LN: What do you think are some of the issues working against our economy?

Cde JM: The common denominator is corruption. We hear of corruption at various organisations and businesses. And once corruption becomes big it becomes a cancer that needs surgical attention. In China and other countries corrupt people were put before a firing squad and now there is little or no corruption is such countries. Other countries created an investigation body in the same model as our Zimbabwe Anti-Corruption Commission and that helped. The challenge we have here is that our Commission has been caught up in controversy and I’m not sure if everyone still believes in it, but the idea is a noble one. Those who become rich overnight should be investigated and asked to account for their miracle riches.

LN: How can we further tap into the wealth of the country?

Cde JM: The President has always said it. His teachings have reached Sadc, Comesa, AU and the world at large. There should be industrialisation, value addition and beneficiation of our natural resources so that we export finished products and maximise on profits and also create employment for local people. We have to create an inclusive society. Our graduates from colleges and universities should be creators of employment and not employment seekers. The thrust towards mathematics, sciences and skills development is a noble one. No one should be poor. Poverty is man-made. It does not come from God. We should strive for a classless society and take capitalism tendencies head on. Capitalism is a greedy system that makes others rich at the expense of the majority. You find 95 percent of people poor and only five percent rich — that is a result of capitalism and that should not happen in this country.

The direction we are taking as Zimbabwe is positive because landlessness breeds poverty. But now people have land through the Land Reform Exercise which empowers them economically as well. As the President has said, the programme has to continue so that everyone benefits. I have always been of the view that people have to be given title deeds for their land. Resettled farmers now have 99-year leases and that should not stop there, even communal farmers should have title deeds so that they can apply for funding from banks to do other projects. Title deeds are a form of economic empowerment. I know the fear is that once communal farmers have title deeds, they will then sell the land, but that is not possible because people have been in the same communal land for generations and why should they sell now? The Government can also put measures to make sure it is not easy to sell communal land.

LN: As a Bulawayo resident, what do you think should be done to expedite industrialisation in the city?

Cde JM: Firstly the de-industrialisation of Bulawayo is something that should never have been allowed to happen. I saw it coming as the mayor of the city and made my views known but got no support. Some people felt I was being quarrelsome but we should have come up with mechanisms to stop relocation of industries and movement of headquarters of some companies from the city.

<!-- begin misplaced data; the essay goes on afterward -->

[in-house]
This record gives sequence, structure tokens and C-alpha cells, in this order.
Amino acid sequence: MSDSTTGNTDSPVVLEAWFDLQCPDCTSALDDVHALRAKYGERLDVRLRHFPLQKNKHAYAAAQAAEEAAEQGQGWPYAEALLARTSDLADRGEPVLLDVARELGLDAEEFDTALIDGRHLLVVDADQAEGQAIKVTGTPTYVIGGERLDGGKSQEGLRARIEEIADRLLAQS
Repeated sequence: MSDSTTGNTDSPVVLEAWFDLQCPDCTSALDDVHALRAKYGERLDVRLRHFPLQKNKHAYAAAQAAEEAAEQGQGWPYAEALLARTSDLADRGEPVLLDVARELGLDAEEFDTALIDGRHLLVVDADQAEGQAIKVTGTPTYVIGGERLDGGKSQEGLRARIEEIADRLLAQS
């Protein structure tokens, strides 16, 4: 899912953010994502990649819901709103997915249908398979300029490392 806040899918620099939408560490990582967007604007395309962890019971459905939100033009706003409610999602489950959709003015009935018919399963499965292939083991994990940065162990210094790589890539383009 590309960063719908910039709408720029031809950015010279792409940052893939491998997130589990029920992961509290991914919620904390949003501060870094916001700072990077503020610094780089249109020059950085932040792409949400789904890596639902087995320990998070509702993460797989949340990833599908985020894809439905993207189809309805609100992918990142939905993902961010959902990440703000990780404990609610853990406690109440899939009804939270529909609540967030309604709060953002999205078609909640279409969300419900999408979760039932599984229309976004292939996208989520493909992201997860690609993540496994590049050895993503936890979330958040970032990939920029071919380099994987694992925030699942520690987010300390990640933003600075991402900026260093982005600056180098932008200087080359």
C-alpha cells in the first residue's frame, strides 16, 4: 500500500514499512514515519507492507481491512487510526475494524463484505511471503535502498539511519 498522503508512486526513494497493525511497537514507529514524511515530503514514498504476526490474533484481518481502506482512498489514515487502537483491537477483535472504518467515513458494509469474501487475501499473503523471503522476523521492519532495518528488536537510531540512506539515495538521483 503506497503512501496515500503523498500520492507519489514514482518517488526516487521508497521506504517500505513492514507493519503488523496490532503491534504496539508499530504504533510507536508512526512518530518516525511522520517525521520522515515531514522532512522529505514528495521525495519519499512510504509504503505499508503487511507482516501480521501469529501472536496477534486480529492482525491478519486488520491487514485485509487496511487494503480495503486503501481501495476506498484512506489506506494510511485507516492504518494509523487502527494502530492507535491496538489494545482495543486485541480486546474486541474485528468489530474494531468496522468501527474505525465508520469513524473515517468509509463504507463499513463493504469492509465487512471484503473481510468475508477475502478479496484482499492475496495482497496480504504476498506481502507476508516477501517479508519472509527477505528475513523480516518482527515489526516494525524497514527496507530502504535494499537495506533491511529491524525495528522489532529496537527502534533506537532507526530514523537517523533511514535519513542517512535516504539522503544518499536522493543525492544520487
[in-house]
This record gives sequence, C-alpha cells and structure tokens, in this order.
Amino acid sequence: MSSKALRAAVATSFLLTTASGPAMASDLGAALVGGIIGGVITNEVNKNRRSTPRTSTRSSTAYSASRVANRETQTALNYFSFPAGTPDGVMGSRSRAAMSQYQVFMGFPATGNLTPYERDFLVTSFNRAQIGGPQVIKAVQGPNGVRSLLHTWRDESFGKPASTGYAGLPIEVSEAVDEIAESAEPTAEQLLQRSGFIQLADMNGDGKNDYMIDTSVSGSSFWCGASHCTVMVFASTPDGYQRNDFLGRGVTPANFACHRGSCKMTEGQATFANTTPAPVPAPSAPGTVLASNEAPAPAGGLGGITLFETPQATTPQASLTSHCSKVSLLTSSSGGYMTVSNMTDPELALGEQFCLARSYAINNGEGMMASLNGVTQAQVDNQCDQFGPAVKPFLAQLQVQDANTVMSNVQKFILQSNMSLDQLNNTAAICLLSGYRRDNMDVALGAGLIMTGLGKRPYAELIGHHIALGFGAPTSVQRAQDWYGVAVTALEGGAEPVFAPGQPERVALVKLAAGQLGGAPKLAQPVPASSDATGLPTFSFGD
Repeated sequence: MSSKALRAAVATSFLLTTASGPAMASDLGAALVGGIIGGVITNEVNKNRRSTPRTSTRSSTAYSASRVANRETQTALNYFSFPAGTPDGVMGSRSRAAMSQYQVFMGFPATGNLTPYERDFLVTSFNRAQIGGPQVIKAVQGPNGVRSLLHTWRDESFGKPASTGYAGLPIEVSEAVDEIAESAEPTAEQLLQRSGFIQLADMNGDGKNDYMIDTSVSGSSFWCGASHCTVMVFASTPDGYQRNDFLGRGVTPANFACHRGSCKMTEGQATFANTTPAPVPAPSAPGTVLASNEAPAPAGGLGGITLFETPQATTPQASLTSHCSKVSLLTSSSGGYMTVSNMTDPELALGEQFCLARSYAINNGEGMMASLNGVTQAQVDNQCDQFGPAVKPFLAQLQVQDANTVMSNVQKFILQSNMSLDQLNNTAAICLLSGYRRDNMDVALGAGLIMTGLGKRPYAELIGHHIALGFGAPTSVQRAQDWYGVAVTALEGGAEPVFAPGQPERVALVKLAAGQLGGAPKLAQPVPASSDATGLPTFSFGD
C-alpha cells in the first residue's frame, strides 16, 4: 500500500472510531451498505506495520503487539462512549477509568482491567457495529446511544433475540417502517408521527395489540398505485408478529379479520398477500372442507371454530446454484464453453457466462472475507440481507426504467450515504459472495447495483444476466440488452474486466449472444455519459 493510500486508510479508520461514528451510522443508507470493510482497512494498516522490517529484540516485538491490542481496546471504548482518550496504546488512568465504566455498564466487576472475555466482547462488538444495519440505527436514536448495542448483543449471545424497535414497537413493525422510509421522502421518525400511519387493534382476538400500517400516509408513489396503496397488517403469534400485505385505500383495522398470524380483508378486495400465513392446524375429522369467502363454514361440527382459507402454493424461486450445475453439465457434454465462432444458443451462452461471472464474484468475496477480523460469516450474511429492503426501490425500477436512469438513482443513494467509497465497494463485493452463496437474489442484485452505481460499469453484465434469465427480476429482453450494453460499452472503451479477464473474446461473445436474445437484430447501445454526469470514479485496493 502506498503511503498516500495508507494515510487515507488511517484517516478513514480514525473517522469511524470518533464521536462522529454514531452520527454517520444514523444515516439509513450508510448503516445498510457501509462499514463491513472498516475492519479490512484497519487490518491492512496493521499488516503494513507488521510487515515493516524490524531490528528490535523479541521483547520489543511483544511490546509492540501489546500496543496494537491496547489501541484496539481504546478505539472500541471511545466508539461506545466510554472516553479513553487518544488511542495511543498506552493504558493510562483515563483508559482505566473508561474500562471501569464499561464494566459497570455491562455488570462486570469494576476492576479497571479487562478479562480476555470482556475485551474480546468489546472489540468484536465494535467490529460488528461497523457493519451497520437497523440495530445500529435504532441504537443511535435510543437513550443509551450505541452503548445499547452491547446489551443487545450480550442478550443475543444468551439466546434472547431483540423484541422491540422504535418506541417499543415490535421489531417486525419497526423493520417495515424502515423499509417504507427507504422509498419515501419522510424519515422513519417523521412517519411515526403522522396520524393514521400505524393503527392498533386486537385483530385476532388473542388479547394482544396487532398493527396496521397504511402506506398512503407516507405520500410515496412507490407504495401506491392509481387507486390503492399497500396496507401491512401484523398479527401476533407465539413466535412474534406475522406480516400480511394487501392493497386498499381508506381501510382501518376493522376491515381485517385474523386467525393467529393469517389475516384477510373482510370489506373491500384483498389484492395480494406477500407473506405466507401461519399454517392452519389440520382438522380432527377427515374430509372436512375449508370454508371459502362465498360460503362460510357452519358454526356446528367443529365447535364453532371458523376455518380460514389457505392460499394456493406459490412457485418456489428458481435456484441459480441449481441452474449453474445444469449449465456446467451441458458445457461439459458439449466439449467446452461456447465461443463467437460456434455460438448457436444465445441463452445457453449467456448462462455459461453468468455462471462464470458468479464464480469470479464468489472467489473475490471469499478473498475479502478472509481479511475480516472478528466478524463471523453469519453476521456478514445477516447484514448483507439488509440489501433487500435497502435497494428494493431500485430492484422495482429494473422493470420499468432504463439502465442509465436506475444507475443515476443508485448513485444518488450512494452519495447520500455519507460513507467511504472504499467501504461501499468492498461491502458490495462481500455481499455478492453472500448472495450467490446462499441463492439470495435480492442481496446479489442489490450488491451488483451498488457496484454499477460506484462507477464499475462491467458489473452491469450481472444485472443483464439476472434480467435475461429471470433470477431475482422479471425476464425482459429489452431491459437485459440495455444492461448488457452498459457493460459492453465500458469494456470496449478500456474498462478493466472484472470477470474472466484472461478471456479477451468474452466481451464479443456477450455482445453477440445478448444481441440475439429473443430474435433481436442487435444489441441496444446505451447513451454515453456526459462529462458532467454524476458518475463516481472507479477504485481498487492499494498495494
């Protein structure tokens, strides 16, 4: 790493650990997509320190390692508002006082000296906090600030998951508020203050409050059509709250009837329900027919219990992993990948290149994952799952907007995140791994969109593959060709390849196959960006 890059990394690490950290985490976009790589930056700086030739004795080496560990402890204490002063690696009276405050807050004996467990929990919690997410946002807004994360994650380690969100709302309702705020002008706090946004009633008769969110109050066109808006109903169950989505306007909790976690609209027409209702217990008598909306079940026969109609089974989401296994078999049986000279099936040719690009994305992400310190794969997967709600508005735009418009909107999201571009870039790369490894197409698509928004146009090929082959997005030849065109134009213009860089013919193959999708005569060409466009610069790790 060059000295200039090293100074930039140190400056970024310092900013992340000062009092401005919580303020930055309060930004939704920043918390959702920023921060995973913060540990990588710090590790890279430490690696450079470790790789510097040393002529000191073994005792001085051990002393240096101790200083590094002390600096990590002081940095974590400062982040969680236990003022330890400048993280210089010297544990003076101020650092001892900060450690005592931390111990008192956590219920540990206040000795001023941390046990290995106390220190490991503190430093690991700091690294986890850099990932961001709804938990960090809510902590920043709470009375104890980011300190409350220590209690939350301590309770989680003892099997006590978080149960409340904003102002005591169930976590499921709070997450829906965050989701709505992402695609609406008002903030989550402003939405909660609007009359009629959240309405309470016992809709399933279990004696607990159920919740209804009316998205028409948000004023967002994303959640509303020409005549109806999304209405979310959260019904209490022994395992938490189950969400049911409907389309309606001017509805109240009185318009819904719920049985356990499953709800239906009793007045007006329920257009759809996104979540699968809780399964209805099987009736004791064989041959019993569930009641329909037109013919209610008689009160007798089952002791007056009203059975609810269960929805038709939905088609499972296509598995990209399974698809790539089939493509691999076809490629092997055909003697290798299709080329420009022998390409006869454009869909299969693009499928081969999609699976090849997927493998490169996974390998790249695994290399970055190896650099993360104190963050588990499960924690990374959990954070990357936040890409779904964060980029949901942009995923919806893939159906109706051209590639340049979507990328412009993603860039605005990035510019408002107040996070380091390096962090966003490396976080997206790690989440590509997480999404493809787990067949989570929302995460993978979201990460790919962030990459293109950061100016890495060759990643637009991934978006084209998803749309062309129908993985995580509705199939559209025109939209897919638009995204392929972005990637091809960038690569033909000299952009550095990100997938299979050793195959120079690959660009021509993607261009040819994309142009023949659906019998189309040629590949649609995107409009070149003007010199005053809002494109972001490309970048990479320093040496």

Apart from that, illegal sanctions imposed on the country also contributed to the death of our industries but I must say I am happy there has been a positive move in recent years to revive the industry from Government efforts and from the private sector. But we have to put our heads together as political and business leaders so that we speak with one voice and market the city so that we attract foreign and local investors to set up new industries and revive those struggling. A leaders, we should always engage and speak with one voice, be it on economic, social and political issues affecting the region and country at large. Why can’t we sit down in one room more often and talk about all these issues?

LN: What else do you think should be done to uplift lives of local people?

Cde JM: I like the system of devolution because it gives locals control over their own resources. The government has decentralised a number of services in both social and economic terms, but we can do more by borrowing from the system of devolution. Apart from that, we should have a national fund that speaks to affirmative action to provinces or areas that lag behind in terms of development.

My idea of national fund for affirmative action should be permanent and interest paid by those who benefited should be used to further benefit others so that the fund continues. That idea can assist especially a number of places in the Matabeleland region though I know there are other places in other parts of the country that can benefit from such a model of a national fund and affirmative action, where there is a deliberate policy to pour in resources to particular areas to uplift the lives of the people. For example, people in Lupane in Matabeleland North should know and have control over proceeds from plantations there. Why should schools there have no chairs and desks? People in Filabusi should benefit and have a say on what happens to the gold mined in their backyard, those in Zvishavane should benefit from Platinum mining, and so forth, that should happen across the country. Even social services should be brought nearer to the people so that people don’t travel the breath and length of the country for social services. I move around Bulawayo and because the public service is centralised, you find that most people in offices are there on acting capacity. Why not appoint them permanently so that they work without disruptions? Who or what are we waiting for?

LN: Lastly, there has been some noise from opposition political parties that chiefs must not be active in the country’s political affairs. What is your view on that?

Cde JM: First and foremost let us not forget that chiefs played a big role during the liberation struggle. They have always participated in national politics because they are custodians of our culture, heritage and traditions. You cannot separate chiefs from the national interest dialogue because we all belong to chiefs whether rich or poor, educated or uneducated. We all bow down before chiefs and chiefs actually live with people so they know what affects people on daily basis. I really like what the President is doing, engaging chiefs and taking care of them.

Chiefs are our pride as black people and that is one system that colonialists failed to break so we should respect and be proud of them, just like President Mugabe is doing. I believe they should be given more power to lead on developmental issues in their areas and we should never agree to go back to the pre-independence era where colonialists wanted to make the role of chiefs some form of token. Their power is real and should remain like that, and that is why President Mugabe engages them more often.

LN: Thank you for your time Cde Malinga.

Cde JM: Thank you Ncube.